With nearly 264 million vehicles on the road and 218 million registered drivers, the United States’ roads are among the busiest in the world. As a result, they’re also a major contributor to global crash fatality and injury statistics.
Even with the advent of new vehicle safety systems, every year, an average of 6 million auto accidents take place on our roads, amounting to over 3 million visits to the emergency room, including 2 million permanent injuries. A vast majority of those injured in auto accidents will file a personal injury claim, which sees insurance companies pay out billions of dollars every single year.
If you’ve been injured in an auto accident, you may want to know how much compensation you may be entitled to. While there’s no definitive amount that each type of injury attracts, understanding how insurance companies calculate settlement amounts may help you estimate your entitlements.
But first, let’s look at what you can actually seek compensation for in your personal injury claim.
When you file a personal injury claim, the compensation you are asking for is mainly to compensate you for ‘pain and suffering’ you have sustained as a result of an accident. This umbrella term covers all the ways in which a crash has negatively impacted you, not just physical pain.
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Pain and suffering also covers emotional and psychological injuries which can manifest in a multitude of ways depending upon the individual. Anxiety, fear and ‘loss of enjoyment of life’ are some of the most common mental side effects of an auto injury but the myriad of possibilities here is far-reaching.
Often, victims of car accidents are so focused on the actual injury they sustained, they forget about all the adverse ways in which their accident has impacted them. They fail to consider the indirect consequences and, when filing a claim with no legal assistance, they end up receiving an amount in line with the tangible costs (ie. medical bills), rather than the intangible pain and suffering.
This is just one strong argument for engaging the services of an auto accident personal injury lawyer to help negotiate the compensation you truly deserve. They are well-versed in looking at your individual case with an expert eye to determine the true extent of your pain and suffering, even if you haven’t acknowledged it yourself.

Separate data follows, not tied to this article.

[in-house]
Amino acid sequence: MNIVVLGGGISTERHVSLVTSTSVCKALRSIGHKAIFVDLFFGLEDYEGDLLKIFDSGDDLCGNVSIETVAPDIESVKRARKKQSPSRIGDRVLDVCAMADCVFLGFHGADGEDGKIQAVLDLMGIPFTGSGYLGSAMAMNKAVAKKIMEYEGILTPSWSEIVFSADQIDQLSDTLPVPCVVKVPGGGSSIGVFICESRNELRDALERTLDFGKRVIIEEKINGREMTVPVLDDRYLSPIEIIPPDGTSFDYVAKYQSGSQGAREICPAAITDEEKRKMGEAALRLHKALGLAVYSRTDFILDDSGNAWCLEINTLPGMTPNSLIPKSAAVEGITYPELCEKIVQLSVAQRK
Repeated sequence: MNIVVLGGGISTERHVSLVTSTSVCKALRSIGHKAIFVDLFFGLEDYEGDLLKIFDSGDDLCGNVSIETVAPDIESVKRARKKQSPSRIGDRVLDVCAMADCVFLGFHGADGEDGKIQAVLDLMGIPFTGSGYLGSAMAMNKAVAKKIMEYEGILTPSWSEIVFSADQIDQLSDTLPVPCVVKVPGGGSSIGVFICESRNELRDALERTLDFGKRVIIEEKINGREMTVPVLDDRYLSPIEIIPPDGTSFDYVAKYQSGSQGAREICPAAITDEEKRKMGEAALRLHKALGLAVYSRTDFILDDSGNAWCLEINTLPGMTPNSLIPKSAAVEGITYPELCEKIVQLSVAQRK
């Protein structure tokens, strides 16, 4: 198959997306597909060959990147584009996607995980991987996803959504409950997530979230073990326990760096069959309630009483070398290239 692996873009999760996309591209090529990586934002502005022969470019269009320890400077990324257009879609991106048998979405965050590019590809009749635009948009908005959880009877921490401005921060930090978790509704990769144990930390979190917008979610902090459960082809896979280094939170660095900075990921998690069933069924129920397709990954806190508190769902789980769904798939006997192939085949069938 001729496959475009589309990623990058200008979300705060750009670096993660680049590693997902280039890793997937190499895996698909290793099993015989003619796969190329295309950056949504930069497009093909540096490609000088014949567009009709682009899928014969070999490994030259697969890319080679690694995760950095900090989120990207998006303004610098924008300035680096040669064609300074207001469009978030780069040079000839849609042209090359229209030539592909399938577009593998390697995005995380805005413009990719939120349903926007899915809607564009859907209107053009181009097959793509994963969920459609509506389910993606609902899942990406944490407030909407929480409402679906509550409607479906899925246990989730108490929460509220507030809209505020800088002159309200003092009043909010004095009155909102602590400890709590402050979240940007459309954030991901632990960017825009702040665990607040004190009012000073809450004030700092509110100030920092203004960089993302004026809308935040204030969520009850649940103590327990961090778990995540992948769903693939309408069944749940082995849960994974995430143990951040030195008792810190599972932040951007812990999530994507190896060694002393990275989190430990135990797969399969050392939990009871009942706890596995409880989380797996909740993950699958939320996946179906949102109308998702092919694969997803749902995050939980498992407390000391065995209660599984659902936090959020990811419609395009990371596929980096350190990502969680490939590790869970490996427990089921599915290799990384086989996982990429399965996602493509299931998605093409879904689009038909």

While you might be solely focused on how your accident is affecting you now, personal injury lawyers are experts in determining long-term pain and suffering. Many people who suffer serious injuries are generally so intent on recovering from their immediate injuries that they don’t consider the implications of their life-changing injury in years to come.
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Those suffering back injuries may have to spend more money on specialized equipment to help them live comfortably. Those with severe whiplash may need ongoing treatment by a physiotherapist. The list goes on, but a personal injury lawyer knows how to assess your future pain and suffering by determining how your injury will affect you during the course of your life.
Generally, insurance companies will require proof that your pain and suffering is to the degree which you claim in order to take it under consideration in their calculation.
While medical bills speak for themselves and prove that you have, in fact, been treated for your injury, to prove the true extent of your pain and suffering you may need more than just receipts. Statements from your doctor or medical expert detailing your ongoing treatment requirements and estimated recovery time can be a tremendous help to your case.
If you’re suffering from emotional and mental trauma as a result of your accident, proving this may be more difficult. Many of us still only visit the doctor for physical pain, forgoing treatment for our mental health, but if you want to claim for emotional distress in your personal injury case, seeking the help of a mental health professional may be the best course of action. Not only will this provide the treatment that you probably need, it’ll also act as proof to the insurer of your mental injury.